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Bubble Come Back: I Cant Live Without You*

"All my money going out on the town Doing anything just to get you off of my mind But when the morning comes, I'm right back where I started again ... I just can't live without you Baby come back."
*Lyrics by "Player"
Baby Come Back, 1978

Remarkably, a little more than 6 months after the end of the terrorizing market declines in March this year, a full-blown bubble has again reappeared. It brings back to mind the 1978 #1 Billboard hit single, Baby Come Back. Indeed, the "bubble came back." (The Swiffer commercials lately make this ditty an earworm again.)

While strong rebounds were to be expected at least for a time -- after all, it's the normal reflexive nature of political economies and markets whether further stages of crisis are to be expected or not -- a wild gaming bonanza was thought less likely. In any case, that is indeed what has again unfolded.

"Bulge bracket" market participants have been quick to arb out trading opportunities and the "carry trade" is back in force though now the US dollar is the financing currency. By some estimates, "carry trade" positions already exceed pre- GFC levels. Over-the-counter derivatives positions are at new highs and virtually all markets are overvalued based on conventional valuation measures and asset quality considerations. The persistent decline of the US dollar in recent months is a confirming tell-tale of a funding currency being used for global leverage.

No doubt, the bubble is back. But this time there are new dimensions: It is "gaming gone global." How so?

Gaming Culture Gone Global

Wealth managers are dealing with unprecedented conditions where no prior experience in living memory can be drawn upon. As a result, behavioural economics and financial geopolitics are moving to the forefront of the investment process. This is one more indicator that global financial markets are in uncharted territory.

Of course, human behaviour was always at the very foundation of free market trends. That was the big lesson that the math wizards have again learned in the last 18 months, much as the LTCM fiasco of the late 1990s already forewarned. The freewilled, largely self-interested "homo economicus" has never been governed by the models of economic academia, no matter how sophisticated. That said, the popular mores and conventions have changed rapidly with respect to accepted market behaviours. In fact, a cultural change seems to have taken place. The speed of this transition seems remarkable, too. Lawrence E. Harrison comments that such pervasive cultural shifts have always been glacial. (See, The Central Liberal Truth: How Politics Can Change a Culture and Save it From Itself, Oxford University Press, 2006.)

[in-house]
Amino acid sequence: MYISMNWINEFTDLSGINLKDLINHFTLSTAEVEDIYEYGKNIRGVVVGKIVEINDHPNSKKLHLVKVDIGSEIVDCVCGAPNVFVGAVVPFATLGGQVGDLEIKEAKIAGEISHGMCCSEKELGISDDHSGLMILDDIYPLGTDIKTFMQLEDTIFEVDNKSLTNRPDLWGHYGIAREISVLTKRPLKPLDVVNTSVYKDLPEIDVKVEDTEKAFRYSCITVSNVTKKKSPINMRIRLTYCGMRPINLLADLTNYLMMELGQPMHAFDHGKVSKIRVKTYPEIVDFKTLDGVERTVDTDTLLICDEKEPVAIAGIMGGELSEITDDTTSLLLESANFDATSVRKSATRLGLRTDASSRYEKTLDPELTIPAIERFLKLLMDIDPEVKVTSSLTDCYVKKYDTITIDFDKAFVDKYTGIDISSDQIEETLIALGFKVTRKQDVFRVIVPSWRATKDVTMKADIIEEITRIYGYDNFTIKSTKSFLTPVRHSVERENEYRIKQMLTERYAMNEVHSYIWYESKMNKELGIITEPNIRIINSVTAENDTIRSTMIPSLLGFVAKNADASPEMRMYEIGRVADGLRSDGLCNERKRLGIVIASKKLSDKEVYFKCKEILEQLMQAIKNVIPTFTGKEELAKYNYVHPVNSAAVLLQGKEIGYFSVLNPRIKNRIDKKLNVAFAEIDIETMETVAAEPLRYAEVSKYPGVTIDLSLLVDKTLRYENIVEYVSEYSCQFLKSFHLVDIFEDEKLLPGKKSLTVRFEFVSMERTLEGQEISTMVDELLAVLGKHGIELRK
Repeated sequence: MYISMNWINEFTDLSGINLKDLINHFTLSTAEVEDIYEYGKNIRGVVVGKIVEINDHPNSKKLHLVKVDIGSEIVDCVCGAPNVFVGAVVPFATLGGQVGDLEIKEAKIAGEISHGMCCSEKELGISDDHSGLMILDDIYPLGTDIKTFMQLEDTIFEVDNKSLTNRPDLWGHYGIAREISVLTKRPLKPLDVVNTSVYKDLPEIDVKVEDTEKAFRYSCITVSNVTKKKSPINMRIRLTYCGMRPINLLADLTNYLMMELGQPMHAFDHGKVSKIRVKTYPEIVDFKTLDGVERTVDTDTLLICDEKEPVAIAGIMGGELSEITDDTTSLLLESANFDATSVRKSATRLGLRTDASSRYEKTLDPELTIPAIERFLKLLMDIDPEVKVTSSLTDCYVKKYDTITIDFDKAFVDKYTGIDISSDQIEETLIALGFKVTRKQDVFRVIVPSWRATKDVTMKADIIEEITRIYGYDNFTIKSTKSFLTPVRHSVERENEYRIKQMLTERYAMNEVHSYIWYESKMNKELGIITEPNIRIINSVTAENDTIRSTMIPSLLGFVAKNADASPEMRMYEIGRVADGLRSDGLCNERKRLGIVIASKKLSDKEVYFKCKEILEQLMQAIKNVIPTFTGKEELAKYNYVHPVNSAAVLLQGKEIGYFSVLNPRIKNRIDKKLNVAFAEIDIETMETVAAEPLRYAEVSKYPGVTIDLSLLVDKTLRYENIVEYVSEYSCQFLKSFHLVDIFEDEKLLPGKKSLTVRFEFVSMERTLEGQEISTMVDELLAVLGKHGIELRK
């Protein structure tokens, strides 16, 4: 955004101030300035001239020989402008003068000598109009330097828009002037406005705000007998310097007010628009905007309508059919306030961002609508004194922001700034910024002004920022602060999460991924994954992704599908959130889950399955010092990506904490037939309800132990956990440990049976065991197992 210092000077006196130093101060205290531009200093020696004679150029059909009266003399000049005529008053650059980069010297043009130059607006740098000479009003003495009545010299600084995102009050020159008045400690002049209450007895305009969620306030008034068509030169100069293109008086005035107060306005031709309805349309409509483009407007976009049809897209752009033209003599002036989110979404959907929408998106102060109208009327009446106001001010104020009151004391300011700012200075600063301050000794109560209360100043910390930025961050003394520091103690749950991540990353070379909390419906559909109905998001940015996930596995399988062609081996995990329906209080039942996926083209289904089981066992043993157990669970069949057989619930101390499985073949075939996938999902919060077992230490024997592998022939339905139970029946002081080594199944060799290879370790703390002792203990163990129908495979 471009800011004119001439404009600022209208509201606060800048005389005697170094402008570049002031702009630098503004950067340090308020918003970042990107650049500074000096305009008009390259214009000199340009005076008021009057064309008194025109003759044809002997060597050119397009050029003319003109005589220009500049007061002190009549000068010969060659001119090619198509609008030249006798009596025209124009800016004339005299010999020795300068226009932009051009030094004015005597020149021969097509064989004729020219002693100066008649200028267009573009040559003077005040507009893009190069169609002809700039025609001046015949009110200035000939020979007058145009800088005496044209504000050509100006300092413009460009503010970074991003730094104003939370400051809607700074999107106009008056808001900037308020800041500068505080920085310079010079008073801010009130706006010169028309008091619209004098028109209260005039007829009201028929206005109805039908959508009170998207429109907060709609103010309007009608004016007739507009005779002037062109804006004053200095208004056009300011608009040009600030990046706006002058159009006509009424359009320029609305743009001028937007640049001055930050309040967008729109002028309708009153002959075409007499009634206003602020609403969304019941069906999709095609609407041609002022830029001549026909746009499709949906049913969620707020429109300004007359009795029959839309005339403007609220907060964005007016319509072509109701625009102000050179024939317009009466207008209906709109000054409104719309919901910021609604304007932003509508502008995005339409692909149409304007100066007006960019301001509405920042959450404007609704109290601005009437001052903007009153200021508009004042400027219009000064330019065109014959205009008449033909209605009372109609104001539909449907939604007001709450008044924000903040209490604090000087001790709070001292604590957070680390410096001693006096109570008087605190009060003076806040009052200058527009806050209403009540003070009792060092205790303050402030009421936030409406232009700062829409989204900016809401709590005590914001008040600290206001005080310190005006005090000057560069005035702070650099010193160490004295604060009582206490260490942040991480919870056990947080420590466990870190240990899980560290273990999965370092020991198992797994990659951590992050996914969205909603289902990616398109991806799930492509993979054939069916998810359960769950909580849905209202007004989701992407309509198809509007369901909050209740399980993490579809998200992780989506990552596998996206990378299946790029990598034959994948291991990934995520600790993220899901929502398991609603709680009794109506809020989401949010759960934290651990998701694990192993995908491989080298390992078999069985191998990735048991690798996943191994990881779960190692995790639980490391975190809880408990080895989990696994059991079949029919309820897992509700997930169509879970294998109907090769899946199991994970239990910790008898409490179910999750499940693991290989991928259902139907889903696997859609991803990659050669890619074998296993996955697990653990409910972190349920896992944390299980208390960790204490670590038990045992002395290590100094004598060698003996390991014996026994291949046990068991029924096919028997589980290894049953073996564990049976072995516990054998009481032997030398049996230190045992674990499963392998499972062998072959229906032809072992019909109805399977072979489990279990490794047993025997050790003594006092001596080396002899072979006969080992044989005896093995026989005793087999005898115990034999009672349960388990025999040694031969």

Significantly, this shift has global dimensions. As such, these behavioural changes alone virtually guarantee that significant trend changes and volatility interruptions lie ahead.

How else to explain the recent Wall Street grab? A Wall Street Journal report provided an estimate that Wall Street firms will pay out $140 billion in bonuses this year, up from $130 billion in the year prior to the financial meltdowns. It is a remarkable spectre. From government hand-out to personal payout in less than one year? So far, the protests from Main Street have been muted.

One related perspective is provided by Peter Souleles, who recently writes:

"But something, unfortunately, has gone wrong, and it may possibly become far worse than we can imagine. What has been the source of this failure to compound progress? The answer is theft. Earthquakes, tsunamis and other such natural phenomena, as well as diseases, are of miniscule consequence compared to theft. Theft throughout history has manifested itself in the same forms again and again and each time it has resulted in resources either being destroyed or re-distributed in the process." (Source: www.prudentbear.com)

Big Macro Instabilities Now Normal?

There are no lack of unsustainable trends that can trigger sizable "macro" trend changes ahead. The encroaching global gaming culture virtually ensures this will be the case. But just what basis do we have for such a statement? Consider the following points and mega developments:

1. The Global Pump and Dump: Looking for the Ultimate Bagholder: For the first time in modern memory (perhaps with the exception of Japan's equity interventions more than a decade ago) major nations in the world are adopting the "pump and dump" techniques of penny stock promoters. The idea has been to use government money (and that of other participating conspirators who are in on the scheme) to create an uptrend in the asset prices sufficient to rebuild confidence. After all, confidence had been a necessary energizing elixir of prior asset bubbles -- equities, credit market risk and real estate -- and not drivers of real wealth.